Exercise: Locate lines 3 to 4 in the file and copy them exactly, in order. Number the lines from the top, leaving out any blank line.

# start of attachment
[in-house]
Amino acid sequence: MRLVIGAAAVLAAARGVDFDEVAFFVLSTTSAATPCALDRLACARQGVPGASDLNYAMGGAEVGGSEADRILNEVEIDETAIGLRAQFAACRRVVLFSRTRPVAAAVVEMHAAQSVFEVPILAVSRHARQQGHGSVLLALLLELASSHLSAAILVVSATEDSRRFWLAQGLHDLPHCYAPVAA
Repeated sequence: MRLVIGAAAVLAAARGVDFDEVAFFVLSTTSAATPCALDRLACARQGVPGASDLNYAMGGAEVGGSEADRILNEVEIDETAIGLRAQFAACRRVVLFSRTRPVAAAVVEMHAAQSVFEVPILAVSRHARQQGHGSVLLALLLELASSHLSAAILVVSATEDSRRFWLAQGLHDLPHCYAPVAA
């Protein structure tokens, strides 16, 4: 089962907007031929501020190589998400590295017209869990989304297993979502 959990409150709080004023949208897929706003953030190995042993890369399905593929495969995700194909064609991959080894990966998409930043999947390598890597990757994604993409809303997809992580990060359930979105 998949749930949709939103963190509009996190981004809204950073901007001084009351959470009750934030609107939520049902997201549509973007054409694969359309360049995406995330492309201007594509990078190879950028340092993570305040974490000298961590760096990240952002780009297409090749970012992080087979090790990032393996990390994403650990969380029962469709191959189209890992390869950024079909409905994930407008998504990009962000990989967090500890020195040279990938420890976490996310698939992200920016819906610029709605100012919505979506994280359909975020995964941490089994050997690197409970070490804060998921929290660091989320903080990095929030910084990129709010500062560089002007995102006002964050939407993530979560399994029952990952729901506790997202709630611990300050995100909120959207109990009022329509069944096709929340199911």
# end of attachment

Repeated sequence: MRLVIGAAAVLAAARGVDFDEVAFFVLSTTSAATPCALDRLACARQGVPGASDLNYAMGGAEVGGSEADRILNEVEIDETAIGLRAQFAACRRVVLFSRTRPVAAAVVEMHAAQSVFEVPILAVSRHARQQGHGSVLLALLLELASSHLSAAILVVSATEDSRRFWLAQGLHDLPHCYAPVAA
């Protein structure tokens, strides 16, 4: 089962907007031929501020190589998400590295017209869990989304297993979502 959990409150709080004023949208897929706003953030190995042993890369399905593929495969995700194909064609991959080894990966998409930043999947390598890597990757994604993409809303997809992580990060359930979105 998949749930949709939103963190509009996190981004809204950073901007001084009351959470009750934030609107939520049902997201549509973007054409694969359309360049995406995330492309201007594509990078190879950028340092993570305040974490000298961590760096990240952002780009297409090749970012992080087979090790990032393996990390994403650990969380029962469709191959189209890992390869950024079909409905994930407008998504990009962000990989967090500890020195040279990938420890976490996310698939992200920016819906610029709605100012919505979506994280359909975020995964941490089994050997690197409970070490804060998921929290660091989320903080990095929030910084990129709010500062560089002007995102006002964050939407993530979560399994029952990952729901506790997202709630611990300050995100909120959207109990009022329509069944096709929340199911």